A Year Ago I Quit London For The Countryside. Was It Worth It?

Photo by Katy Thompsett.
Sunrise over Lough Erne
Over the summer I went back to London for the first time since moving to Northern Ireland a year ago. Fumbling around for my Oyster card outside Marylebone station (I was enough of a Londoner still, I thought, to have it in my hand before I reached the barrier), a man sauntered up beside me, unzipped his fly and began to urinate. It was a warm day and my legs were bare. He was, I am sad to report, within splashing distance.
Later that same weekend I was walking to my sister’s flat in Hackney when a group of lads slid into my path. Too late to cross the road, I thrust my hands deeper inside my pockets and braced for the inevitable. Sure enough: “Cute, ain’t ya.” Ach, that wasn’t so bad, I thought. Then: “I’d get you pregnant.” Hmm. I gripped my thumbs and walked a bit faster.
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Not so very long ago I would have shrugged off these encounters – grim as they were – as part and parcel of life in the big city. Worse (much, much worse) things happen every day, I would have said. But this time around I was unsettled. The feeling surprised me, although perhaps it shouldn’t have. After living in London for nine years – most recently in a dispiriting little house off the A2 where, lying in bed, I could hear the ping of text messages arriving on my next-door neighbour’s phone – I had spent the previous six months in a holiday cottage on the shore of Lough Erne, with only my boyfriend, a family of swans and the occasional red squirrel for company. By no means am I suggesting that London has the monopoly on bad behaviour but it is home to 9 million people. Fewer than 20,000 live in our nearest town, Enniskillen, 11 miles or so from the cottage. Statistically speaking, there is simply less chance here of running into someone with their willy out.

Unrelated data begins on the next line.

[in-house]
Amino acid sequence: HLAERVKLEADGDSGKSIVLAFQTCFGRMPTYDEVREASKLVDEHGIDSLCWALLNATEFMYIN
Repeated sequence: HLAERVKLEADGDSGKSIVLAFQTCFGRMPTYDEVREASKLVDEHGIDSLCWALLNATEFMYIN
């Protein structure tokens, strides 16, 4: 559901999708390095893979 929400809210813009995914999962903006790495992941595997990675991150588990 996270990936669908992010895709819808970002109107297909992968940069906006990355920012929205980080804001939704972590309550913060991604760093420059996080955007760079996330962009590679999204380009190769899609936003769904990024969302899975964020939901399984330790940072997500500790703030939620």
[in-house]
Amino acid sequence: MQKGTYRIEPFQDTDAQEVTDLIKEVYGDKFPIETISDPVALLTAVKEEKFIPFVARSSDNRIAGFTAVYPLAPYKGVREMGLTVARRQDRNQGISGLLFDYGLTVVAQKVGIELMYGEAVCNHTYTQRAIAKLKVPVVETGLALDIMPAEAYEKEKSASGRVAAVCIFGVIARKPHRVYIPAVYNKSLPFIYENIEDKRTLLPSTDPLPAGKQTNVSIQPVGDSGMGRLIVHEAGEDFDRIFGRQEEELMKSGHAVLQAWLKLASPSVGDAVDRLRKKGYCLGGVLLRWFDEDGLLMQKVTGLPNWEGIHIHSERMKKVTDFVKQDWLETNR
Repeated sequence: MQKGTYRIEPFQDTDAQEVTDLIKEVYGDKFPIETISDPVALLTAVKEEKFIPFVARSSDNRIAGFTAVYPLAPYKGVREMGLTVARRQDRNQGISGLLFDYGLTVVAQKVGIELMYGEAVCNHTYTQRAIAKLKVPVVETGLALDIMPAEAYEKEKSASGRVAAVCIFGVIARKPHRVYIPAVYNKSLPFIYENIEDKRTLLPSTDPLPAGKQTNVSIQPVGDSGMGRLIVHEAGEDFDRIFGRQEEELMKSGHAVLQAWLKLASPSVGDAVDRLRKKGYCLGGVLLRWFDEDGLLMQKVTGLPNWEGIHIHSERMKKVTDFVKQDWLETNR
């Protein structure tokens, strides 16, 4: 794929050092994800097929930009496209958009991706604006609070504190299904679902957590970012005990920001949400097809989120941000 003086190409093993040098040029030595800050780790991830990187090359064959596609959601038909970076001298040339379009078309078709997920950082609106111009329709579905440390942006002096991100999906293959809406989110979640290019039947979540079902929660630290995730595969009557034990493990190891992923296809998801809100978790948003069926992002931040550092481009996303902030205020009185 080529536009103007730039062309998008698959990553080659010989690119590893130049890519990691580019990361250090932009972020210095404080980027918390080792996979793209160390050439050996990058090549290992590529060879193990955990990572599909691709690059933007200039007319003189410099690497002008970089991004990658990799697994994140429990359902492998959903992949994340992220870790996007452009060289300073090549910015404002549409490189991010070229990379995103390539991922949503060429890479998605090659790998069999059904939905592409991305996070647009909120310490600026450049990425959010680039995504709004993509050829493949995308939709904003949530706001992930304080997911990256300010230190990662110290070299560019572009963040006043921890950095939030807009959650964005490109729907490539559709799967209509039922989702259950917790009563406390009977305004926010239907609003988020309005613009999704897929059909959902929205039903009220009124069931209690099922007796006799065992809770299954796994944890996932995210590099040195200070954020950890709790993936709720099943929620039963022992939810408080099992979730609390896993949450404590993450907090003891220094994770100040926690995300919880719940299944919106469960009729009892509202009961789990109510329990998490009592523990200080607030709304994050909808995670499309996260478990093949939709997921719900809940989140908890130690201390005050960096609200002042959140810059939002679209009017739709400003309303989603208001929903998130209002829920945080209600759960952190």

Much has been written about the exodus from towns and cities brought on by the pandemic. In January a report from accountancy firm PwC predicted that more than 300,000 people would leave London this year alone. The accuracy of that forecast remains to be seen but anecdotally, at least, a vast migration appears to be underway. It is an odd sensation, finding yourself part of a trend when traditionally you have been an untrendy person. Odder still when you consider that up until my parents dropped me off at Heathrow with two enormous suitcases and a promise to come back in six months if it wasn’t working out, I would have declared myself a city girl through and through. Cut me, I would have said, and I bleed £6 pints and a deep distrust of strangers.